Developmental Problems of Maltreated Children and Early Intervention Options for Maltreated Children. Social-Emotional Disturbances


These examples highlight common problems seen in maltreated children younger than the age of 3:

  • Poor emotional comprehension (Edwards, Shipman, & Brown, 2005; Pears & Fisher, 2005; Pollak, Cicchetti, Hornung, & Reed, 2000)
  • Heightened arousal to negative emotions (Cicchetti, & Curtis, 2005; Pollak, Cicchetti, Klorman, & Brumaghim, 1997)
  • Increased expression of negative emotion (Bennett, Sullivan, & Lewis, 2005; Egeland, Sroufe, & Erickson, 1983)
  • Increased evidence of insecure attachment relationships (Barnett, Ganiban, & Cicchetti, 1999; Carlson, 1998; Cicchetti & Barnett, 1991)
  • Poor peer relations and social competence (Darwish, Esquivel, Houtz, & Alfonso, 2001; Howe & Parke, 2001)

When infants do not experience responsive relationships; do not see adaptive regulation being modeled; are met with threats or criticism during emotional events; and are exposed to violence, intense anger, and fear, then social-emotional development may be thwarted (see Edwards et al., 2005; Howes, Cicchetti, Toth, & Rogosch, 2000; Shipman & Zeman, 2001).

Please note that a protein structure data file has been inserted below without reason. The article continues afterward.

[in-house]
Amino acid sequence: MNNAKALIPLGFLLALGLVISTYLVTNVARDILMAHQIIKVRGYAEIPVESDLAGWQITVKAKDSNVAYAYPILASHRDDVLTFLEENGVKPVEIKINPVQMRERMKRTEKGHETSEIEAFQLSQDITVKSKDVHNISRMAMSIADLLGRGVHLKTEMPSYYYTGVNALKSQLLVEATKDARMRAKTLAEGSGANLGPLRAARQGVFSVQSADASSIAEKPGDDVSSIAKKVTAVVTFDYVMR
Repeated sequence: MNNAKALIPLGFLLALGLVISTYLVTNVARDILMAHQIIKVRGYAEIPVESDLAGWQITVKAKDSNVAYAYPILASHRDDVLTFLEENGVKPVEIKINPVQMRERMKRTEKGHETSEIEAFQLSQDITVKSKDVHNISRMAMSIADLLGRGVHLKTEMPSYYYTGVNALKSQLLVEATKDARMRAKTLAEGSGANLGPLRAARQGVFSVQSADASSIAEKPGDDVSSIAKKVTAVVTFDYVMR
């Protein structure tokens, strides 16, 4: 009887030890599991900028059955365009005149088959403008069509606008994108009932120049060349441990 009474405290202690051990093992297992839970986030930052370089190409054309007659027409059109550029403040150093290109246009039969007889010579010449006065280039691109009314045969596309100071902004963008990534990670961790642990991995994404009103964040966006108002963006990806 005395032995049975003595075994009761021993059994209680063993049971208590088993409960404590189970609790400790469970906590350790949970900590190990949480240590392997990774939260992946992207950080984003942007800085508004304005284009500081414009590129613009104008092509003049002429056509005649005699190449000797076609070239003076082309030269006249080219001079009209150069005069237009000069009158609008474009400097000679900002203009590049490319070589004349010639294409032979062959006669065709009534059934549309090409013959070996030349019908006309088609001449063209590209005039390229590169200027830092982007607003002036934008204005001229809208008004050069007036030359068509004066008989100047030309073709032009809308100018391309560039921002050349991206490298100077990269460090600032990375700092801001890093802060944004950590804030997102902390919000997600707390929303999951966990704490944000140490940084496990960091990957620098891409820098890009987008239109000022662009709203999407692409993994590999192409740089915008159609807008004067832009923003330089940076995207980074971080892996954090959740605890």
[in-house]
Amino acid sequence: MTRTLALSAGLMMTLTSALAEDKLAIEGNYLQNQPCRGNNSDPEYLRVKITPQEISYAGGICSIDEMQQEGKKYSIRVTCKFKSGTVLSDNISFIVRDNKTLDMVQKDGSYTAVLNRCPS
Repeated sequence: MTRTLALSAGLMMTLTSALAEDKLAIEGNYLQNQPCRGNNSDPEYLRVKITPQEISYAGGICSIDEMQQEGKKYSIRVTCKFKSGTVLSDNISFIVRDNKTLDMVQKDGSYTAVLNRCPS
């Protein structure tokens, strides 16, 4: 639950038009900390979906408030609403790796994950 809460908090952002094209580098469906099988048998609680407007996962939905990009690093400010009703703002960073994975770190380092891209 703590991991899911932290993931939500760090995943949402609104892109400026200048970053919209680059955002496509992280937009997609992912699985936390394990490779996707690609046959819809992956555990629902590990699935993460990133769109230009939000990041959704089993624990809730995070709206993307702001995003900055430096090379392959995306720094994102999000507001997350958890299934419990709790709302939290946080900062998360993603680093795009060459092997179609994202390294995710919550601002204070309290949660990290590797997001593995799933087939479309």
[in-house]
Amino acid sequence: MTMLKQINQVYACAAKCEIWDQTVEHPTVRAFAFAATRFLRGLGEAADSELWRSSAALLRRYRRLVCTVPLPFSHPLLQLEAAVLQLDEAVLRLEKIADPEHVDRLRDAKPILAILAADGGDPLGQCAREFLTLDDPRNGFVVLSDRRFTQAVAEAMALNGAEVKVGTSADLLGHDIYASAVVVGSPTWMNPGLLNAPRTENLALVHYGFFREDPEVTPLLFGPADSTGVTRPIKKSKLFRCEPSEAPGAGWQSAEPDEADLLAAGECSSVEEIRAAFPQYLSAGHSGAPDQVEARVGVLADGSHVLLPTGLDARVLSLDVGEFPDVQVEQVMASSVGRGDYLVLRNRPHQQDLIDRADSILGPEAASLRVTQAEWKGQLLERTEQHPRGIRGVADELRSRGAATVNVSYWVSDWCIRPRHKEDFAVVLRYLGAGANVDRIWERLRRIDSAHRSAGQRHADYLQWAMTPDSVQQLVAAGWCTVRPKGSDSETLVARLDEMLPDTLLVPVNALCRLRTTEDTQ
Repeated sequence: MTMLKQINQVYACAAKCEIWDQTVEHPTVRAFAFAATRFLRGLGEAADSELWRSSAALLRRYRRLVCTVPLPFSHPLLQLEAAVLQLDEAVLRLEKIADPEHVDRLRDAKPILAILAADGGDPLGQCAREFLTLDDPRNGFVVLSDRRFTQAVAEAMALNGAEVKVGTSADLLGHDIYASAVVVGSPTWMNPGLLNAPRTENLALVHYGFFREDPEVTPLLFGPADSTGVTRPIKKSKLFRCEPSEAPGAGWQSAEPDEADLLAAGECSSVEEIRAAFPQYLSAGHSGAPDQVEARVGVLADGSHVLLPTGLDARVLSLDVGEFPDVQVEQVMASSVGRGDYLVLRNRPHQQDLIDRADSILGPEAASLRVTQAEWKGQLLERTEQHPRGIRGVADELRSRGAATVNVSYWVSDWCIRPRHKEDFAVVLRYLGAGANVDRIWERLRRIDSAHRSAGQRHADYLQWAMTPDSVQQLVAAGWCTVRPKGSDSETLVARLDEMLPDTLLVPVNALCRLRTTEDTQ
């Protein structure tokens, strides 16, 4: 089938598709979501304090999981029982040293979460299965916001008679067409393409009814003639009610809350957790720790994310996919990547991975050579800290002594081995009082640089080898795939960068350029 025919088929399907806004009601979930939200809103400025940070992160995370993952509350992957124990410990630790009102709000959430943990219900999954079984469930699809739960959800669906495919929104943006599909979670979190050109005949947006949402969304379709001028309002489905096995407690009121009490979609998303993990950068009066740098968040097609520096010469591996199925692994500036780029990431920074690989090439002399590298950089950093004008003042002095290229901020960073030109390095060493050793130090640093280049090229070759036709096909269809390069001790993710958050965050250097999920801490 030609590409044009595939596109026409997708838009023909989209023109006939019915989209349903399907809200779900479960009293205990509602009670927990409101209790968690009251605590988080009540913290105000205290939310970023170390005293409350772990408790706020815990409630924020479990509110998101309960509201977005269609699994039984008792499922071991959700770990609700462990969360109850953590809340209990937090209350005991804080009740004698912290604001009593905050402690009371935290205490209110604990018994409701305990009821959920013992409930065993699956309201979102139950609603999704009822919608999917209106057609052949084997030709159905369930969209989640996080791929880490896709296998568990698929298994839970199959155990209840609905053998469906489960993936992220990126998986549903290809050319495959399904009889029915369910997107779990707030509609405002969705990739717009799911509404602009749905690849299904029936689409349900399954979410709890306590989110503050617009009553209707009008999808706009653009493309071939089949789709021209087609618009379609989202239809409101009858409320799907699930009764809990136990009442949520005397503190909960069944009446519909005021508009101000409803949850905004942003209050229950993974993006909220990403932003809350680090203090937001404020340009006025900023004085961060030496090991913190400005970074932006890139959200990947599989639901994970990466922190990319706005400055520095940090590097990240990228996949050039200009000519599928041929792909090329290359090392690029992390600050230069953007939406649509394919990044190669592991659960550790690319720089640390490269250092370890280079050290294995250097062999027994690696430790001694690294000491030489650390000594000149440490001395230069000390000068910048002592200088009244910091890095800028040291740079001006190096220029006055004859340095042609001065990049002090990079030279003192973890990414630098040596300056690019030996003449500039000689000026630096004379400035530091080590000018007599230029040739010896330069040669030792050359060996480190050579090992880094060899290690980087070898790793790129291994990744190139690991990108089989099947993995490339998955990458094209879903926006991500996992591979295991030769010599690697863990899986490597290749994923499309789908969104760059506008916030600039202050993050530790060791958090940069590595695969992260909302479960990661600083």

Other studies demonstrate that varying types of abuse result in different abilities to recognize emotions. Having a history of neglect is a factor that has been related to a child's poor discrimination of all emotions (Edwards et al, 2005; Pollak et al., 2000) and to atypical emotional response such as less remorse or more fear (Smetana, Daddis et al., 1999). However, children with a history of being physically abused show specific problems associated with discriminating anger: they are as accurate as nonmaltreated children with respect to anger detection but have a tendency to guess that someone is angry during times of ambiguity (Pollak, Vardi, Bechner, & Curtain, 2005). These findings are similar to other studies showing that physically abused children are more likely to interpret ambiguous emotional stimuli and social transgression as being angry and intentional (Dodge, Pettit, Bates, & Valente, 1995; Weiss, Dodge, Bates, & Pettit, 1992).